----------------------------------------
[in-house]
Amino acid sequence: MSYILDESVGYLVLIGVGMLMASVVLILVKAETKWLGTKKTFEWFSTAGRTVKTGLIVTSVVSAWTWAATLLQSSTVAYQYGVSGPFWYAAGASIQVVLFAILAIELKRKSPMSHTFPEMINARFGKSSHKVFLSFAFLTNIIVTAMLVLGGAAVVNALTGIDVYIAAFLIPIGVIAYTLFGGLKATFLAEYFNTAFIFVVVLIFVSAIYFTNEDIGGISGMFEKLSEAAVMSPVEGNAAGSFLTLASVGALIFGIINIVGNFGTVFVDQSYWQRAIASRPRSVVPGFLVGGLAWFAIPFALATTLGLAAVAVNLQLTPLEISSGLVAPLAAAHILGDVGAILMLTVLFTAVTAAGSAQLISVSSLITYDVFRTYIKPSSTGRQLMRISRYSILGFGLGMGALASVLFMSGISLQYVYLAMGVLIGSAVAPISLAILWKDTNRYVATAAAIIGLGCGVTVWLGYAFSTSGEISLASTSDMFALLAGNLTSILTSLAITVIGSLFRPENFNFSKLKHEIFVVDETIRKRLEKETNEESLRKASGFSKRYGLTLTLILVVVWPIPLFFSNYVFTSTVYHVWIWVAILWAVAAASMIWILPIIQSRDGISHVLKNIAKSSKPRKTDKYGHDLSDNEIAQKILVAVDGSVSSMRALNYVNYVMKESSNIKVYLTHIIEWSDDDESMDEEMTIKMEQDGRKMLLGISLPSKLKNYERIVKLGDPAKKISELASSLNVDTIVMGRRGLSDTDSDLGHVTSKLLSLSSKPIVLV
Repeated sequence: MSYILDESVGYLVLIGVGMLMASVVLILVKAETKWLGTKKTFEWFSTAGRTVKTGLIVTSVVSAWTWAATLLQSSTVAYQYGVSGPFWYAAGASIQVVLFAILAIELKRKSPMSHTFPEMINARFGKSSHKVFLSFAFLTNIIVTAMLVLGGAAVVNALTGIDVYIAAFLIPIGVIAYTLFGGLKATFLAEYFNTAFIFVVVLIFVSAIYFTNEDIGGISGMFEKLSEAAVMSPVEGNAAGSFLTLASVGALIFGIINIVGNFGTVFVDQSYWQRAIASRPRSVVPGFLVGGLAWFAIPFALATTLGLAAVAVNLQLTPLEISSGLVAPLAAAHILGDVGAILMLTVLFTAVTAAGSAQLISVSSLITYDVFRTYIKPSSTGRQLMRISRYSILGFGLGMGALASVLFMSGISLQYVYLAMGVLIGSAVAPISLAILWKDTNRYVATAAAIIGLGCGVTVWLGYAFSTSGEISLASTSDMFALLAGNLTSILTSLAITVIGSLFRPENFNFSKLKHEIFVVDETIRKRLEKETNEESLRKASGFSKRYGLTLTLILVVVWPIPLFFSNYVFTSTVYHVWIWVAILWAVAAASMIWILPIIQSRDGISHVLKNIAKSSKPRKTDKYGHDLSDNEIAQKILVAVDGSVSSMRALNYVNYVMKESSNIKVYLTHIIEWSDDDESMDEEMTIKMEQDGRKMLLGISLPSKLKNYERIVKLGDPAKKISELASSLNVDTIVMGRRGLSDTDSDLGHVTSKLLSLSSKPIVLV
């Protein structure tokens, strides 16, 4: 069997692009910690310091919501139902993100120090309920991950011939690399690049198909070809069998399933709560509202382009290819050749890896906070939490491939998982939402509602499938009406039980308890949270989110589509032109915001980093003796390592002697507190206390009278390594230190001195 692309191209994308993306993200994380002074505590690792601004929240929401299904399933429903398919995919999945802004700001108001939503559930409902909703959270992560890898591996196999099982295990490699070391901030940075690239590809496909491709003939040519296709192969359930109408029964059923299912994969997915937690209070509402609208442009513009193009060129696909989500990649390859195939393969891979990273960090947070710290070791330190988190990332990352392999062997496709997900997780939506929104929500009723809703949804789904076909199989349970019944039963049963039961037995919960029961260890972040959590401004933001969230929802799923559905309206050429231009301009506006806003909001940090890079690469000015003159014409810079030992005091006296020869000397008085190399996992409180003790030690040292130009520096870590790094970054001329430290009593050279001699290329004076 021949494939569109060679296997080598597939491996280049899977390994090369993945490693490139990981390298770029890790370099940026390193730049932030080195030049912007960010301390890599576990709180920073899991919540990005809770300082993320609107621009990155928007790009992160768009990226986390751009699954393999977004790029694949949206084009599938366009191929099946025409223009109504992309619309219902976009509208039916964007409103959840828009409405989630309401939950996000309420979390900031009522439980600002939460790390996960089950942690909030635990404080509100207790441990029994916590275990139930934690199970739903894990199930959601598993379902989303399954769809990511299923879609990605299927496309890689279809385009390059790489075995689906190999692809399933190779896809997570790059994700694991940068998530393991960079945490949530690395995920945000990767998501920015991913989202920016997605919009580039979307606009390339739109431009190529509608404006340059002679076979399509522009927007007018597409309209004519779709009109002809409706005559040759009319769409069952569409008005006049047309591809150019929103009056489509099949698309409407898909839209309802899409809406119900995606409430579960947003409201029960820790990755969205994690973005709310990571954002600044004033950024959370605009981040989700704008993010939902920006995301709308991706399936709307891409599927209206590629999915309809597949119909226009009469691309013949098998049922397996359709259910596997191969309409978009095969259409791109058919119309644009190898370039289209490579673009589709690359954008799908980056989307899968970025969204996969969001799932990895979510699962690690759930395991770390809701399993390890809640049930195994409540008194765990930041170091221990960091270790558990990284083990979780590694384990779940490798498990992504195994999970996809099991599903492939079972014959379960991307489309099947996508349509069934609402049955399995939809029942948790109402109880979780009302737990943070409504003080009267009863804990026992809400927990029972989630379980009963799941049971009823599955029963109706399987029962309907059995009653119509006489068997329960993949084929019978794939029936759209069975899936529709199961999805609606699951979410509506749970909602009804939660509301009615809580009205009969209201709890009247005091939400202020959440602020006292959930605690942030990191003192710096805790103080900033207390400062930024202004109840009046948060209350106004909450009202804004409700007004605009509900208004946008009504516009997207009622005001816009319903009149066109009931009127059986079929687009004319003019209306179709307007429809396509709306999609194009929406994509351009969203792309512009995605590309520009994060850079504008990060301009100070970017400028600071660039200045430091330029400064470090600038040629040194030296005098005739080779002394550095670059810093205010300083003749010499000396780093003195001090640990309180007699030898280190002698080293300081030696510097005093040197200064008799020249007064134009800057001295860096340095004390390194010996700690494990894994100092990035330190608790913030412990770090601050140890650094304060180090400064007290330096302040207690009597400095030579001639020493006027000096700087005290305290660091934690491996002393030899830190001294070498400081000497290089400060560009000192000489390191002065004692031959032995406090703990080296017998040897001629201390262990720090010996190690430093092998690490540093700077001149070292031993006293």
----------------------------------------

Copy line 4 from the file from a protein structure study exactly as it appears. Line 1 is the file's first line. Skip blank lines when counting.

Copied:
């Protein structure tokens, strides 16, 4: 069997692009910690310091919501139902993100120090309920991950011939690399690049198909070809069998399933709560509202382009290819050749890896906070939490491939998982939402509602499938009406039980308890949270989110589509032109915001980093003796390592002697507190206390009278390594230190001195 692309191209994308993306993200994380002074505590690792601004929240929401299904399933429903398919995919999945802004700001108001939503559930409902909703959270992560890898591996196999099982295990490699070391901030940075690239590809496909491709003939040519296709192969359930109408029964059923299912994969997915937690209070509402609208442009513009193009060129696909989500990649390859195939393969891979990273960090947070710290070791330190988190990332990352392999062997496709997900997780939506929104929500009723809703949804789904076909199989349970019944039963049963039961037995919960029961260890972040959590401004933001969230929802799923559905309206050429231009301009506006806003909001940090890079690469000015003159014409810079030992005091006296020869000397008085190399996992409180003790030690040292130009520096870590790094970054001329430290009593050279001699290329004076 021949494939569109060679296997080598597939491996280049899977390994090369993945490693490139990981390298770029890790370099940026390193730049932030080195030049912007960010301390890599576990709180920073899991919540990005809770300082993320609107621009990155928007790009992160768009990226986390751009699954393999977004790029694949949206084009599938366009191929099946025409223009109504992309619309219902976009509208039916964007409103959840828009409405989630309401939950996000309420979390900031009522439980600002939460790390996960089950942690909030635990404080509100207790441990029994916590275990139930934690199970739903894990199930959601598993379902989303399954769809990511299923879609990605299927496309890689279809385009390059790489075995689906190999692809399933190779896809997570790059994700694991940068998530393991960079945490949530690395995920945000990767998501920015991913989202920016997605919009580039979307606009390339739109431009190529509608404006340059002679076979399509522009927007007018597409309209004519779709009109002809409706005559040759009319769409069952569409008005006049047309591809150019929103009056489509099949698309409407898909839209309802899409809406119900995606409430579960947003409201029960820790990755969205994690973005709310990571954002600044004033950024959370605009981040989700704008993010939902920006995301709308991706399936709307891409599927209206590629999915309809597949119909226009009469691309013949098998049922397996359709259910596997191969309409978009095969259409791109058919119309644009190898370039289209490579673009589709690359954008799908980056989307899968970025969204996969969001799932990895979510699962690690759930395991770390809701399993390890809640049930195994409540008194765990930041170091221990960091270790558990990284083990979780590694384990779940490798498990992504195994999970996809099991599903492939079972014959379960991307489309099947996508349509069934609402049955399995939809029942948790109402109880979780009302737990943070409504003080009267009863804990026992809400927990029972989630379980009963799941049971009823599955029963109706399987029962309907059995009653119509006489068997329960993949084929019978794939029936759209069975899936529709199961999805609606699951979410509506749970909602009804939660509301009615809580009205009969209201709890009247005091939400202020959440602020006292959930605690942030990191003192710096805790103080900033207390400062930024202004109840009046948060209350106004909450009202804004409700007004605009509900208004946008009504516009997207009622005001816009319903009149066109009931009127059986079929687009004319003019209306179709307007429809396509709306999609194009929406994509351009969203792309512009995605590309520009994060850079504008990060301009100070970017400028600071660039200045430091330029400064470090600038040629040194030296005098005739080779002394550095670059810093205010300083003749010499000396780093003195001090640990309180007699030898280190002698080293300081030696510097005093040197200064008799020249007064134009800057001295860096340095004390390194010996700690494990894994100092990035330190608790913030412990770090601050140890650094304060180090400064007290330096302040207690009597400095030579001639020493006027000096700087005290305290660091934690491996002393030899830190001294070498400081000497290089400060560009000192000489390191002065004692031959032995406090703990080296017998040897001629201390262990720090010996190690430093092998690490540093700077001149070292031993006293």